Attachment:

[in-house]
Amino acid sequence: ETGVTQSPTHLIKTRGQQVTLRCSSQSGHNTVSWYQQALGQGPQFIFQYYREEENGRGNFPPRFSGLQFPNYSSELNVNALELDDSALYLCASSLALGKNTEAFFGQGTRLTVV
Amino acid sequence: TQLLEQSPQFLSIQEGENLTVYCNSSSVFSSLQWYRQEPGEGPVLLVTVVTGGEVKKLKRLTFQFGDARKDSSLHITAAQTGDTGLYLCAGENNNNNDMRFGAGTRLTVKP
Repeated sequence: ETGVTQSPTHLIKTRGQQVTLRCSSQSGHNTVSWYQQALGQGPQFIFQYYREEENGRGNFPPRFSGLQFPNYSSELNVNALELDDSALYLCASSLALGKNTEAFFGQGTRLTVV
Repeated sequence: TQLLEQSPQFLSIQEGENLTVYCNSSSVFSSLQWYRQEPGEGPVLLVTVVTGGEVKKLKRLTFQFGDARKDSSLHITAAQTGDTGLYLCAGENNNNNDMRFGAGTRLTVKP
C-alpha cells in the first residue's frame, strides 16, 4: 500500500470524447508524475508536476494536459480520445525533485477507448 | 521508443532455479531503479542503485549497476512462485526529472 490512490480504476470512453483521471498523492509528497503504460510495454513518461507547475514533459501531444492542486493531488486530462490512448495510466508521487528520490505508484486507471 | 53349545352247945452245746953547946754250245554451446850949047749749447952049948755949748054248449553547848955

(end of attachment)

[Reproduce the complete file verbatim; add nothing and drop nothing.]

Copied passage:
[in-house]
Amino acid sequence: ETGVTQSPTHLIKTRGQQVTLRCSSQSGHNTVSWYQQALGQGPQFIFQYYREEENGRGNFPPRFSGLQFPNYSSELNVNALELDDSALYLCASSLALGKNTEAFFGQGTRLTVV
Amino acid sequence: TQLLEQSPQFLSIQEGENLTVYCNSSSVFSSLQWYRQEPGEGPVLLVTVVTGGEVKKLKRLTFQFGDARKDSSLHITAAQTGDTGLYLCAGENNNNNDMRFGAGTRLTVKP
Repeated sequence: ETGVTQSPTHLIKTRGQQVTLRCSSQSGHNTVSWYQQALGQGPQFIFQYYREEENGRGNFPPRFSGLQFPNYSSELNVNALELDDSALYLCASSLALGKNTEAFFGQGTRLTVV
Repeated sequence: TQLLEQSPQFLSIQEGENLTVYCNSSSVFSSLQWYRQEPGEGPVLLVTVVTGGEVKKLKRLTFQFGDARKDSSLHITAAQTGDTGLYLCAGENNNNNDMRFGAGTRLTVKP
C-alpha cells in the first residue's frame, strides 16, 4: 500500500470524447508524475508536476494536459480520445525533485477507448 | 521508443532455479531503479542503485549497476512462485526529472 490512490480504476470512453483521471498523492509528497503504460510495454513518461507547475514533459501531444492542486493531488486530462490512448495510466508521487528520490505508484486507471 | 53349545352247945452245746953547946754250245554451446850949047749749447952049948755949748054248449553547848955